I am currently a National Science Founcation Postdoctoral FellowCornell University and the Materials Process Design and Control Laboratory (MPDC). My work is focused on researching the application of finite element methods to model the micro-structure evolution of snow. The resulting model will assist in gaining further understanding the complex nature of snow metamorphism, which will aid in the prediction of weak-layer formation within the snowpack.
This page gives a brief overview of my research, teaching interests, and open-source code projects. For a more complete synaposis please refer to my Ciriculum Vitae or contact me at firstname.lastname@example.org.
Currently at CU after I was awarded a Earth Science Postdoctoral Fellowship from the National Science Foundation (NSF). The proposed work is to explore new methods for modeling the behavior of snow. The goal is to research the use of stochastic finite element methods to model the evolution of the snow micro-structure including phase change within the snow. A model of this type would improve the current understanding of snow metamorphism by providing a means to monitor the evolution of the ice matrix within the snow while accounting for uncertainties in the system.
My primary research interest is understanding and modeling snow, evidenced by my projects at both MSU and CU, especially as it relates to avalanches. Continuing this focus, I aim to develop a generalized, physics-based, multi-scale 3D model for snow—a model that may be customized to fit a variety of purposes from water resource engineering to hazard mitigation.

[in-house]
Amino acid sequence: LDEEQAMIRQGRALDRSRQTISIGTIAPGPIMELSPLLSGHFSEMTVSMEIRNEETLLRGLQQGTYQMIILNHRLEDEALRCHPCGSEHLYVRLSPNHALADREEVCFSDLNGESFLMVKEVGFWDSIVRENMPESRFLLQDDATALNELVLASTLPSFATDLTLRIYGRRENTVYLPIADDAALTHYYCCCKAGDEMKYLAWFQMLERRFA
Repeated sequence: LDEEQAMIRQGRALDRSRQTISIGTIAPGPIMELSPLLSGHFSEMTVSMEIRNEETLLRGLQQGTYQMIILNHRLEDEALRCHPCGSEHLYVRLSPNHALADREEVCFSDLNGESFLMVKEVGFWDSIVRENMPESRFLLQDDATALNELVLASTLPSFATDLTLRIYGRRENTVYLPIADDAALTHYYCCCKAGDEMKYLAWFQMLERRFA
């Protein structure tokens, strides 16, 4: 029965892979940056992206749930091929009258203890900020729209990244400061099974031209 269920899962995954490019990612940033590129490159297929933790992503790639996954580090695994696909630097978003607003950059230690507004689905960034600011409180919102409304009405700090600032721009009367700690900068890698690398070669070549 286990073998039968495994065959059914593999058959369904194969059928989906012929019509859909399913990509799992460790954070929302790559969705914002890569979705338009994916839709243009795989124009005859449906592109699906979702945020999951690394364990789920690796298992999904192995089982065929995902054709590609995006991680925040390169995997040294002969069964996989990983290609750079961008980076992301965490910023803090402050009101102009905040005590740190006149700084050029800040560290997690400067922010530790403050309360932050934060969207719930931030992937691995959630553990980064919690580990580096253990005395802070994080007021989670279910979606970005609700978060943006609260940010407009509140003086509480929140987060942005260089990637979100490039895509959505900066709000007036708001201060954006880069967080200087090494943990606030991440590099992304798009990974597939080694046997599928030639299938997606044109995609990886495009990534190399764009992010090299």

I am most interested in teaching courses in engineering and numerical methods, such as flow in porous media and continuum mechanics. I also would like to continue instructing fundamental engineering courses such as statics, mechanics, structural analysis, and finite element analysis. I am also interested in developing innovative curriculum, for example, a snow and ice mechanics course that covers topics such as the transversely isotropic properties of ice, thermal and micro-structural models of snow, and avalanche flow dynamics. I also would enjoy developing a graduate level course focusing on statistical applications in research.
A science curriculum centered on snow and avalanches was implemented in a 5th grade classroom at Ophir School in Big Sky, MT. The curriculum content was developed by a PhD student as a part of the Graduate Teaching Fellows in K–12 Education Program (GK–12) of the National Science Foundation. The purpose of the curriculum was foremost to provide inquiry-based scientific content that both stimulated and motivated the students. Throughout the academic year, lessons, exercises, and field trips were conducted with particular focus on the decision-making triangle of snow, weather, and terrain. Various resources were utilized including assistance from the Gallatin National Forest Avalanche Center and the Big Sky Ski Patrol. One of the most important aspects of the curriculum is that the 5th grade students were able to participate in the education processes themselves which culminated in their development of a professional-quality poster. The poster was constructed for use as an educational tool for other grade school students and was presented, by the students, at the 2008 International Snow Science Workshop. Overall, the curriculum succeeded in exciting the students about science, with particular emphasis on snow science.
If you have any questions about my projects feel free to contact me at email@example.com.